Cord Cutting: Cable’s Challenge

The vast majority of the public is speaking out, and not much is being done. At least, not yet.

No, we’re not talking about health insurance reform; instead this outcry is about cable television.

Despite strong consumer opposition, it appears that bundled cable packages won’t be going away anytime soon. This will lead to one of two results: Consumers continuing to overspend on cable content, or more cord cutting. (Probably both!)

U.S. Cable penetration in local media markets continues to fall, as advertisers pay more of a premium for a waning medium.

Cable penetration in local media markets continues free-fall; advertisers paying steeper premium for “niche” medium.

The average cable bill is still about $80 per month. When you consider that two-thirds of the programming fees on that bill can be attributed to the least viewed channels, it doesn’t add up for consumers who are growing more content-savvy by the day. The smart ones are finding other options.

Whatever happens on the consumer end of things, one thing remains true: the premium that local advertisers are already spending for the waning cable audience is about to go up … again. Too bad that many still think they’re getting a good deal.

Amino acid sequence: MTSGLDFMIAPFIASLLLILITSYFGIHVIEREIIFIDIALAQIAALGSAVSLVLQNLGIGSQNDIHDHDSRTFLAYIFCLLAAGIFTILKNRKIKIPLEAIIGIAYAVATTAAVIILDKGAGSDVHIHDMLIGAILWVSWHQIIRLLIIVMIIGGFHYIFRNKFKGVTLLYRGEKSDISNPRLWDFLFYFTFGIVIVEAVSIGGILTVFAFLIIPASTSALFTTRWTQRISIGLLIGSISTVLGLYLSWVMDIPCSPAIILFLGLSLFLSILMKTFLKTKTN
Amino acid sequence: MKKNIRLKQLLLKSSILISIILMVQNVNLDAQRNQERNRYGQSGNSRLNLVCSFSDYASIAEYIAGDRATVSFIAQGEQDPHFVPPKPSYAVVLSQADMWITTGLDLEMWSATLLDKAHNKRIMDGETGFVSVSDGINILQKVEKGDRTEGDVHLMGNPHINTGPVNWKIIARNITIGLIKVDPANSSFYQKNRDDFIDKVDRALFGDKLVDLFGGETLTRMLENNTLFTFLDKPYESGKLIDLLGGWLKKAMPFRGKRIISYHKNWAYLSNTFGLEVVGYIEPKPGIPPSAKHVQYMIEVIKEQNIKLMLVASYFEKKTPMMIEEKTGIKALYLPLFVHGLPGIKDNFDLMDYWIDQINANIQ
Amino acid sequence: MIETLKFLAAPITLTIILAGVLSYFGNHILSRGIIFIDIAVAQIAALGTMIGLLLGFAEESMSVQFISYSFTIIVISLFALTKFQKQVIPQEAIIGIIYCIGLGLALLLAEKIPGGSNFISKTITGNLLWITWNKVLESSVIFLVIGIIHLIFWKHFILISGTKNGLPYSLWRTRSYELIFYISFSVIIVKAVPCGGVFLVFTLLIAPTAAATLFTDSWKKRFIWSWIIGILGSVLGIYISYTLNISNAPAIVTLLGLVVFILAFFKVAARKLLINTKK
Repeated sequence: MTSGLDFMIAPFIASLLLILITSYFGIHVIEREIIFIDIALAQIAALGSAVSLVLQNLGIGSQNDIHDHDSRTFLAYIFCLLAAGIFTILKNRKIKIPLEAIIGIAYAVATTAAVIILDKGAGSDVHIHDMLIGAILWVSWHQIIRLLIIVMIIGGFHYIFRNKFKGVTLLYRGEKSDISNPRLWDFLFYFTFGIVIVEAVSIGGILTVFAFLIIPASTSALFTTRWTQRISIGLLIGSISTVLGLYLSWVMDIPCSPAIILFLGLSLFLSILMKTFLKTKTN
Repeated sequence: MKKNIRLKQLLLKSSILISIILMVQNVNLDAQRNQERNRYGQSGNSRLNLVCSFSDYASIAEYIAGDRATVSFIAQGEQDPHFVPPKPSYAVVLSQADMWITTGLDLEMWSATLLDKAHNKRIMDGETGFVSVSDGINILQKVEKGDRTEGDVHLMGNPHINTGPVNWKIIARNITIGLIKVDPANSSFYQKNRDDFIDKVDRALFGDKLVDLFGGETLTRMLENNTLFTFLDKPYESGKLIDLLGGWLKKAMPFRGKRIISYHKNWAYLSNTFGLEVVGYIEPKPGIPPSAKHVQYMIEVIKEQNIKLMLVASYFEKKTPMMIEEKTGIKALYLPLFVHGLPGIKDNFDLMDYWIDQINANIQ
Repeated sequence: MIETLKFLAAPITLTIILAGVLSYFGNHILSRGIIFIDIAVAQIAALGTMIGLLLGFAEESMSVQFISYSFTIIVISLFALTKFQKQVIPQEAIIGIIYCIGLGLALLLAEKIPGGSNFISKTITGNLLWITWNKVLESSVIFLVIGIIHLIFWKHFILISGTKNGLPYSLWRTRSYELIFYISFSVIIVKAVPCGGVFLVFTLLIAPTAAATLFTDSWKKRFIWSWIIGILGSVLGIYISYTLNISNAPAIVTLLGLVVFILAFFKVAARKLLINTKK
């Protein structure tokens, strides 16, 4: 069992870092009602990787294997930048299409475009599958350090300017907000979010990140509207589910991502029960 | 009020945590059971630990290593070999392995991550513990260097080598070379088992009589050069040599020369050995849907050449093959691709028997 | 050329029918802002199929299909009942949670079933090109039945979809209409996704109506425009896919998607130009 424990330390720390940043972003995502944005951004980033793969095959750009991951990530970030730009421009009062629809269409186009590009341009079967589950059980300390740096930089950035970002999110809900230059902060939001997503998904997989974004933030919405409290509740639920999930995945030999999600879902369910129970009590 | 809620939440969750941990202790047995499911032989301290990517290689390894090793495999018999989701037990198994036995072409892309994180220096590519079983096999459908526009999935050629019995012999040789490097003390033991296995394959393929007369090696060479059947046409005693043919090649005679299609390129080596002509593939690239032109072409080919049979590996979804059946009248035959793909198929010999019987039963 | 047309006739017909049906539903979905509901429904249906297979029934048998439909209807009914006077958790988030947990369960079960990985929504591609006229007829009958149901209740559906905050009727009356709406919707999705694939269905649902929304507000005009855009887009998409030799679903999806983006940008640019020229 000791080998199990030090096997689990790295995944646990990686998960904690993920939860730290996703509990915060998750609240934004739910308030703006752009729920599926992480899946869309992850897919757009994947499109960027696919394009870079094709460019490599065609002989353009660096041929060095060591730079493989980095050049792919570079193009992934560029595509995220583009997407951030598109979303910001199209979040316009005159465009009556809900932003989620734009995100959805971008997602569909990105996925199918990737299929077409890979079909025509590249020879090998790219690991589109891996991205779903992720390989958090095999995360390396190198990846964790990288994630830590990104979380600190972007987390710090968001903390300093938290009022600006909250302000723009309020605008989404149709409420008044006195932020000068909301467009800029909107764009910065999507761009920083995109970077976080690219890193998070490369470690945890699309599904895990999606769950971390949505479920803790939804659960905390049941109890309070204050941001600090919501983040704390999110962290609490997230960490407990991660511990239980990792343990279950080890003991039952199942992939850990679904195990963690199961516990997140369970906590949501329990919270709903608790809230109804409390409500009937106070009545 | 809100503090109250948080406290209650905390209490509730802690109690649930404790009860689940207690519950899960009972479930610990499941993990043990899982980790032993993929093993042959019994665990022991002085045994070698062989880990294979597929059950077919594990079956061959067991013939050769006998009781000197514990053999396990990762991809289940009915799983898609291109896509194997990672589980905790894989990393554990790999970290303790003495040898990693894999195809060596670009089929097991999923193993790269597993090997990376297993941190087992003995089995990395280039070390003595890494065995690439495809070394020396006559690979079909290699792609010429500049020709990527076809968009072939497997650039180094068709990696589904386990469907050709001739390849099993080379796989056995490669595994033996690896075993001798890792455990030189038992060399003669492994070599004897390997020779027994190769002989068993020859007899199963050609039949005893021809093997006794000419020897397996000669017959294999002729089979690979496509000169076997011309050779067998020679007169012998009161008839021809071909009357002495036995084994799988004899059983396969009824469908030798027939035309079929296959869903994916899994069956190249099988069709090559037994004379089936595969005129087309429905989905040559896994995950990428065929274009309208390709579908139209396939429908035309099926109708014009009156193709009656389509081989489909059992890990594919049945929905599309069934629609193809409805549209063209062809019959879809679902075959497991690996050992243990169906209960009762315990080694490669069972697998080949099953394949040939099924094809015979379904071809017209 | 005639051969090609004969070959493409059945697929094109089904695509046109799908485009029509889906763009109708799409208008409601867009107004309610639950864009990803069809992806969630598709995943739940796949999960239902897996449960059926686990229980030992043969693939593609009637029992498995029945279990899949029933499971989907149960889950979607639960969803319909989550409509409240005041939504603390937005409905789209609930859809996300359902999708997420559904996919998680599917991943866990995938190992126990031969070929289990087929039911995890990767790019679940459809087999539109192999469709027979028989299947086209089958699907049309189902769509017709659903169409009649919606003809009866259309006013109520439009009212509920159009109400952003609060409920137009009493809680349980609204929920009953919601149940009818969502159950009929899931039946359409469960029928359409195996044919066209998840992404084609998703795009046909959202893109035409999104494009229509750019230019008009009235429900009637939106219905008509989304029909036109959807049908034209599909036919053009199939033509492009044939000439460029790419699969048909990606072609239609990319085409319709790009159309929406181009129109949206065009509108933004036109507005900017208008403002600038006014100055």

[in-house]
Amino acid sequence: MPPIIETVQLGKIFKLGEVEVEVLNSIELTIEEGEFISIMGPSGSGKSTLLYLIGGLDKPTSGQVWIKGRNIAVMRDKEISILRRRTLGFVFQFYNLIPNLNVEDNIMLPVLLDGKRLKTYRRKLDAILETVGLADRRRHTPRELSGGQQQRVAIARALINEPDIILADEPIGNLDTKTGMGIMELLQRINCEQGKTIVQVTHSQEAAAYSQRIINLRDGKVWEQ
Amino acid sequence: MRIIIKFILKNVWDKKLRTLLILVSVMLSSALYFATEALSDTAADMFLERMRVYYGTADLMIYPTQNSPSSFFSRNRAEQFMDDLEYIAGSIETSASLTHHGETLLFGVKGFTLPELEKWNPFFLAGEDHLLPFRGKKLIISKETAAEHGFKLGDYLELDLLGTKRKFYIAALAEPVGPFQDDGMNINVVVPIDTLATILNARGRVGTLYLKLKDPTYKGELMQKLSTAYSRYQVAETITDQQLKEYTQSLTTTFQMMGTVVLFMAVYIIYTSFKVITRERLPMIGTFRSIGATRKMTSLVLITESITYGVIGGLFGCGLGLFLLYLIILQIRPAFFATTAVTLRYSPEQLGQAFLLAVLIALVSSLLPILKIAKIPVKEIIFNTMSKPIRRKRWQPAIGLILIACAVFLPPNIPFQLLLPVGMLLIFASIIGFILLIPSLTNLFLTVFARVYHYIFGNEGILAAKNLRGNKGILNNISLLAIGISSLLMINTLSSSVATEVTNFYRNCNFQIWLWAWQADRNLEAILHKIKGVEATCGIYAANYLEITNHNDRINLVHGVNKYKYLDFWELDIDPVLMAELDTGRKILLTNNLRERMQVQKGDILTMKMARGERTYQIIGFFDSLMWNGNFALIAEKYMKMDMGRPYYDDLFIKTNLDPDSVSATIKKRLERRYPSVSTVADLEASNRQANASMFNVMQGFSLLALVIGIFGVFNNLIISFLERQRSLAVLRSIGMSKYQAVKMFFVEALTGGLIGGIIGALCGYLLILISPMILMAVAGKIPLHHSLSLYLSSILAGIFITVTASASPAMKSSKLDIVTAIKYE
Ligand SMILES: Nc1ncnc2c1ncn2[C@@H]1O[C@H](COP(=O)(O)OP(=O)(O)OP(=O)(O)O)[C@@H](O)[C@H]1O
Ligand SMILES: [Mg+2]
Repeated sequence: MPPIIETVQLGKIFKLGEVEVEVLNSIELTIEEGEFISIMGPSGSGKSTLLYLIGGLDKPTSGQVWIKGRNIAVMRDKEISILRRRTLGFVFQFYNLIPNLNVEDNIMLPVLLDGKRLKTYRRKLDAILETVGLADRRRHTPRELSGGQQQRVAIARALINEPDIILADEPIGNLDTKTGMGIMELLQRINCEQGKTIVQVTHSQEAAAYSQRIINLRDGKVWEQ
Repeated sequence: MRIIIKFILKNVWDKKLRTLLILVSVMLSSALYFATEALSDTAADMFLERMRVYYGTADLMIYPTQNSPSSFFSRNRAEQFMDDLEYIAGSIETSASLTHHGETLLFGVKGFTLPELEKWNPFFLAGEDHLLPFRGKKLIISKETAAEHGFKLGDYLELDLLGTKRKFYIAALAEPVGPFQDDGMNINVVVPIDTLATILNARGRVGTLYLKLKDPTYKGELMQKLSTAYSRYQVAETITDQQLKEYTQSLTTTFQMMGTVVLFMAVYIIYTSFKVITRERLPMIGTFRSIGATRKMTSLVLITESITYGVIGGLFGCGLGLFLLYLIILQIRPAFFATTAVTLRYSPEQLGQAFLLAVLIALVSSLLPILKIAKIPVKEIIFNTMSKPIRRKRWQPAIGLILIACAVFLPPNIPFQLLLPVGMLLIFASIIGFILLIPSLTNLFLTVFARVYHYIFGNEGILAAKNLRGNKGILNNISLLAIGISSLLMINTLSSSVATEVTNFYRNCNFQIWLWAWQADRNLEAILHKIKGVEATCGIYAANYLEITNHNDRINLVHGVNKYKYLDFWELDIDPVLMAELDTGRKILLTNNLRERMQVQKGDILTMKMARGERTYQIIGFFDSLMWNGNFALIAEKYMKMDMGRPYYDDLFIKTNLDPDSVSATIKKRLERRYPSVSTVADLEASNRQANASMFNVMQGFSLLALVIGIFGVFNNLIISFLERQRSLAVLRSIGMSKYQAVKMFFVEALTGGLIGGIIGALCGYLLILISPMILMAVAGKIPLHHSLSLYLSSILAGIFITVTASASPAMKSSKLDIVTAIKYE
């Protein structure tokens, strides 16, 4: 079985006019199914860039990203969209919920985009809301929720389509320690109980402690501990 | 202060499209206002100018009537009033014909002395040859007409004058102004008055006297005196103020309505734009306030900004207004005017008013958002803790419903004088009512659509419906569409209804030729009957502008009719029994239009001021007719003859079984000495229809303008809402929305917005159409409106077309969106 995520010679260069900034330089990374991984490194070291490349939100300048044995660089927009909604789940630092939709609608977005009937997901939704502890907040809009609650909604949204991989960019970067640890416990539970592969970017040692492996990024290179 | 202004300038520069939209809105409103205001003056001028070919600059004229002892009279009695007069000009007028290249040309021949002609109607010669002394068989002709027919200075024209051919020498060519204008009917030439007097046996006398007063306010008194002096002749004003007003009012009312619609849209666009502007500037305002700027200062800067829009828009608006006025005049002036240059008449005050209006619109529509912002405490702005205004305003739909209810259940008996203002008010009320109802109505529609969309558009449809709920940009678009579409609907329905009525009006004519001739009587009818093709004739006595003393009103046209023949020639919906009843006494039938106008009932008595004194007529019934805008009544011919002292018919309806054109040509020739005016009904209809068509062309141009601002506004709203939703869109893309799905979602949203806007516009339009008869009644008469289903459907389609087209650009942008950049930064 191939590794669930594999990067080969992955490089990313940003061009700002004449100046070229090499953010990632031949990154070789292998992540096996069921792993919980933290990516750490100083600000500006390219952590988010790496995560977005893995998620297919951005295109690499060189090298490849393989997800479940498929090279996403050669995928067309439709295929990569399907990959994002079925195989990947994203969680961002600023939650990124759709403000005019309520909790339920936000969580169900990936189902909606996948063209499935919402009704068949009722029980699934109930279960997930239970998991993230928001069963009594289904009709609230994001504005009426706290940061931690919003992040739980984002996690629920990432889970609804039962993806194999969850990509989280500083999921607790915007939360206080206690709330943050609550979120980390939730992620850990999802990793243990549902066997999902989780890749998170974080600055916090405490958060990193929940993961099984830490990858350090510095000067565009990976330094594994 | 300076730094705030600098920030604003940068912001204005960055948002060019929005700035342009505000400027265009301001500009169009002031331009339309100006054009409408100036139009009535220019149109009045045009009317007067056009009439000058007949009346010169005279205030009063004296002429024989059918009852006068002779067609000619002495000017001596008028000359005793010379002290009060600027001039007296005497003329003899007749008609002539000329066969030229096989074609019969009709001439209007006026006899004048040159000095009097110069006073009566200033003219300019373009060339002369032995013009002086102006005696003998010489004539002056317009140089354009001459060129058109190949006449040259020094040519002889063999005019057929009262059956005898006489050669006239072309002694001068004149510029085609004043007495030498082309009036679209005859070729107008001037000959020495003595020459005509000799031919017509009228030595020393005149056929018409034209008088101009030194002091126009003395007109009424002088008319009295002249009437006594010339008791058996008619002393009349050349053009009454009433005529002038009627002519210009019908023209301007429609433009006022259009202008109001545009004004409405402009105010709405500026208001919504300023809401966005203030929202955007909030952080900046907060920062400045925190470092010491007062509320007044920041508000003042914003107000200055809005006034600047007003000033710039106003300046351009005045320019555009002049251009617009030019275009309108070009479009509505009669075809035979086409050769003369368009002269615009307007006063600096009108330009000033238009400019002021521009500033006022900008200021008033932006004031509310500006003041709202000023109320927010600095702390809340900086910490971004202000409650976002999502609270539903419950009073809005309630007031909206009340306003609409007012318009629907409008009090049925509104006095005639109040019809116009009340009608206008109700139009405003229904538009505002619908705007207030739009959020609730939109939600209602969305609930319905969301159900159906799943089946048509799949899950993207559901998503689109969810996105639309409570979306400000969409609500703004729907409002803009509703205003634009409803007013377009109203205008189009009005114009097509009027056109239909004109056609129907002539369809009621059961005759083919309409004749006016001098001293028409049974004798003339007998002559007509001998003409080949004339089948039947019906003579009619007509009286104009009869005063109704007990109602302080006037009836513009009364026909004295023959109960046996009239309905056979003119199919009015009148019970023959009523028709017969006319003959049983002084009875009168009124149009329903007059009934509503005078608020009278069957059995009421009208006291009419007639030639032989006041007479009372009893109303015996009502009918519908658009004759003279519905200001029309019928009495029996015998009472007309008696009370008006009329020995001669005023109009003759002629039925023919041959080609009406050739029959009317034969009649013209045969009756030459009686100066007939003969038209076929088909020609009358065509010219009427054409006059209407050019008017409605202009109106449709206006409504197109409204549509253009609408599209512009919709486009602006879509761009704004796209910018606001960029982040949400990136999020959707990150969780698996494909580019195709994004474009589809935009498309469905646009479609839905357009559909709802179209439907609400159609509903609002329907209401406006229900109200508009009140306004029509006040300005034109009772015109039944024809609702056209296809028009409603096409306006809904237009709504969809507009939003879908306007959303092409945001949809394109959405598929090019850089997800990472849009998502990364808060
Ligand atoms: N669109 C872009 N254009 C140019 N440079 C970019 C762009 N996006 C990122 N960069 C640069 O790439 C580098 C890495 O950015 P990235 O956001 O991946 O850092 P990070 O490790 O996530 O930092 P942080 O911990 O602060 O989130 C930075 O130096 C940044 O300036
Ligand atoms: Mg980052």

The alarming trend of defecting cable households is nothing new. Cord cutting has been eroding cable audiences for years now.

Advertisers are catching on. Don’t miss your chance to remind them.


Dave Eckstein, ESA & Company | Real. Local. Results: 2012Dave Eckstein is a Partner in the firm ESA & Company. He specializes in highly profitable market share growth for local businesses and gets a kick out of demonstrating a declining cost of customer acquisition. He plays baseball, but isn't that Dave Eckstein.

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2 Comments

  1. What is the graph showing exactly?

  2. Hi Don … the caption fell off! We have corrected the post. The graph shows the downward trending cable penetration in local media markets, emphasizing the efficiency and effectiveness issues cable advertisers are already feeling (and will continue to feel in 2014 and beyond). Thanks for the heads-up comment. Happy Holidays, – DE

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